In your initial post you stated that the shared room situation was new.  If the oldest child had his own space for several years, I can understand his resentment at having to share with a younger sibling.  Sharing spaces is a difficult adjustment for anyone, it is especially difficult for people who NEED alone time to recharge.  I would re-think the shared room situation. Is it possible to put the two youngest together now and give the oldest his own room?    If the oldest two must share a room, consider bedtents.  The mattress fits inside the tent, so rolling shouldn't be an issue.     

Find someplace other than the bedroom for shared toys.  Use baby gates to fence off part of the living or dining room to create a toddler-free area for older child play.  That will make the bedroom less appealing for play.  Offer the garage couch as a private place for the 7 year old.  Clear a small area near the couch for him to store some of his 'treasures.'  If you have a table you can set up, even better.   Alone space doesn't and shouldn't include all of a person's belongings, but it should allow the person to engage in the desired activity (which for a 7 year old might be building LEGO without a pesty younger sibling knocking it apart).

 

 

 

At the last minute we changed our plan to move our oldest in together for the reason that one had challenges and needed his own space. The need for own space never changed (still hasn't as an adult). It was a pain because in our case it meant youngest slept in a pack in play in our room until oldest was ready to move to a basement bedroom. It was worth it for the long haul though.

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Our current home only has a bedroom so it is shared by four of us. Both kids need alone time. When they were younger, each had an IKEA Pello chair (https://m2.ikea.com/us/en/p/pello-armchair-holmby-natural-70078463/) in the living room which they have their favorite cushions on. They can curl up in the Pello chair when they need their “do not disturb” time. I shared a bedroom with my brother as my childhood home has two bedrooms. The armchair in the living room was my “downtime” chair and if my late grandma was sitting there, I would plop myself on the two seater sofa instead.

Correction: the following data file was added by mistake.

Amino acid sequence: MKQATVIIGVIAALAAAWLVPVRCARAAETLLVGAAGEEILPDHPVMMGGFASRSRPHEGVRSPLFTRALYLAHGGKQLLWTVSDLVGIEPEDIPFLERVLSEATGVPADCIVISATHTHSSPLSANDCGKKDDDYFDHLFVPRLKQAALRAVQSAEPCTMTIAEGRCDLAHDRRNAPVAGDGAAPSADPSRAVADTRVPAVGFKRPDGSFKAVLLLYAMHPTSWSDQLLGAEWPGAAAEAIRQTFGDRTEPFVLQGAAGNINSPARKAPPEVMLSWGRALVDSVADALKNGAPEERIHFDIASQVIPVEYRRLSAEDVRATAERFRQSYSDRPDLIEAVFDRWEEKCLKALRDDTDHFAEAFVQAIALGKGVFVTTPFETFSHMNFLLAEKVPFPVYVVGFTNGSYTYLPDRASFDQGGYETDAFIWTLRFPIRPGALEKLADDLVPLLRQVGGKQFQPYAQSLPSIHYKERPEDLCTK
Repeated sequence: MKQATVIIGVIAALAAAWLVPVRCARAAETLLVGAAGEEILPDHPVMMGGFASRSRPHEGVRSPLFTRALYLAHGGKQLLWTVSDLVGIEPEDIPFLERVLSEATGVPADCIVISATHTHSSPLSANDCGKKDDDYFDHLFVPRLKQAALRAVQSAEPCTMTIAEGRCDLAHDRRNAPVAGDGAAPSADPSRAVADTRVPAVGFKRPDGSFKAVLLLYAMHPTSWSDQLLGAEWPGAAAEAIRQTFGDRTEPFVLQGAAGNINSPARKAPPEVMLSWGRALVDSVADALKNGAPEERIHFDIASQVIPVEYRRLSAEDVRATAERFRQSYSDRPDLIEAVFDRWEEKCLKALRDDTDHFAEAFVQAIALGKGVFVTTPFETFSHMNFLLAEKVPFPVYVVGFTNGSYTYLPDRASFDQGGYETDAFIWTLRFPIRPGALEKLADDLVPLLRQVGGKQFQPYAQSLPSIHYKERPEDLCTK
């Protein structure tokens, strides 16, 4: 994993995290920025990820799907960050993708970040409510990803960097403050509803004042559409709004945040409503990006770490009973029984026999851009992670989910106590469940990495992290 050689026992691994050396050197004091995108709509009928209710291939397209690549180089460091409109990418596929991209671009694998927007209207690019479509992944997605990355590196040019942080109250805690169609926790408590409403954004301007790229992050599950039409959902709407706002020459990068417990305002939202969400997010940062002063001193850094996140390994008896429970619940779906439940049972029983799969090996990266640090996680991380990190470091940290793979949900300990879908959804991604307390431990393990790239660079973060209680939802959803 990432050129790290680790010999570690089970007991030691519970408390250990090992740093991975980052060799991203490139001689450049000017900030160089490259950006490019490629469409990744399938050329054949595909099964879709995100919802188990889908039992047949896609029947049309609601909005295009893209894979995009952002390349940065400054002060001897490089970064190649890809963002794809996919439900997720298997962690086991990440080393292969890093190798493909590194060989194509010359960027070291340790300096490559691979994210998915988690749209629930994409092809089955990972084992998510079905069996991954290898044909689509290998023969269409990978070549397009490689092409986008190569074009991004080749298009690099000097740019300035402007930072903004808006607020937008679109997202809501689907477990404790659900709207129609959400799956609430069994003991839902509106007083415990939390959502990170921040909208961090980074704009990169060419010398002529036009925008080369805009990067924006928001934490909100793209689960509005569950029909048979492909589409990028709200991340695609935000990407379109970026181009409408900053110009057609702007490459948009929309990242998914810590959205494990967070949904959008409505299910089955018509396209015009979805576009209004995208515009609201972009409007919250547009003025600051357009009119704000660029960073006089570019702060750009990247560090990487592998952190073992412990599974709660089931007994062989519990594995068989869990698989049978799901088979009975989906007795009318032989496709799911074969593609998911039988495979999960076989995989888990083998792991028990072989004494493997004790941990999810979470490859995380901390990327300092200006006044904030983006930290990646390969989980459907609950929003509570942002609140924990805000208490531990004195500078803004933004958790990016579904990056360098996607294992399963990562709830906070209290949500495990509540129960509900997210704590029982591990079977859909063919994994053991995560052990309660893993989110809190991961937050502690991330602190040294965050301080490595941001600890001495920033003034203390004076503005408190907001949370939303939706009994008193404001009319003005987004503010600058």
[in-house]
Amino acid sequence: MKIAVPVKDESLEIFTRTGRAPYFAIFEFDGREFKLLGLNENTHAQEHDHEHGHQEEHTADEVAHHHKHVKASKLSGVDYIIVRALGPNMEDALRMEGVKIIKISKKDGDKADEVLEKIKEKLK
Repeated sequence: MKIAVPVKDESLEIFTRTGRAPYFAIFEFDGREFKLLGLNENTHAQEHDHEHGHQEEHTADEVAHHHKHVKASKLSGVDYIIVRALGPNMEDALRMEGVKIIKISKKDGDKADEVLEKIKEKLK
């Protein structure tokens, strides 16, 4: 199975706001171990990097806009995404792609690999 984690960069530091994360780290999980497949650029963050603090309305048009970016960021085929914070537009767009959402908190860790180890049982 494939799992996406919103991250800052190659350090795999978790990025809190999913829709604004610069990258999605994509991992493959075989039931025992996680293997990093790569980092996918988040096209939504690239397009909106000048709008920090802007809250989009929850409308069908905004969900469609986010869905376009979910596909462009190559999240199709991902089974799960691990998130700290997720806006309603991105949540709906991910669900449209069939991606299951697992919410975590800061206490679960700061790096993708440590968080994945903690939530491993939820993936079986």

We also bought them a study desk with hutch each when they were older so they have display space for their “trinkets”.  I won’t recommend that for now as your younger two might use study desks for climbing (my nephews were “climbers”).

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What I think is really hard and what happened with me is, there is this message of “hey, your child needs alone time and breaks.”  Okay, yes, now I am aware and I want to get on board with that.

But then it is not as easy as “allow breaks” because of these side issues like — where do we have them?  How long do they last?  What are their breaks like?  What if they want to spend a lot do their time taking a break and it interferes with other parts of life?

And it is just like — oh, now I have to think about all of this too?  When I just wanted to be a parent who understands that breaks can be really needed and should be a priority, I didn’t know it would be so complicated!  It seems like it should be a lot easier and not bring up the side issues, but a lot of time it does.  

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2 minutes ago, Lecka said:

What I think is really hard and what happened with me is, there is this message of “hey, your child needs alone time and breaks.”  Okay, yes, now I am aware and I want to get on board with that.

But then it is not as easy as “allow breaks” because of these side issues like — where do we have them?  How long do they last?  What are their breaks like?  What if they want to spend a lot do their time taking a break and it interferes with other parts of life?

And it is just like — oh, now I have to think about all of this too?  When I just wanted to be a parent who understands that breaks can be really needed and should be a priority, I didn’t know it would be so complicated!  It seems like it should be a lot easier and not bring up the side issues, but a lot of time it does.  

 

“Breaks” isn’t necessarily “alone time”.  

“Alone time” could be school work done alone, or dish washing alone.  Or watering vegetable garden alone. 

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This type of thing with a separate “room” for each boy / child (even if baby isn’t ready for room of his own, one could be designated) so that 7yo isn’t using more or less than his own designated space — and one room designated for the parents?  And with clear rules about proper use and clear penalties for wrong use (such as that might involve rolling it or breaking it, or hurting others) . ?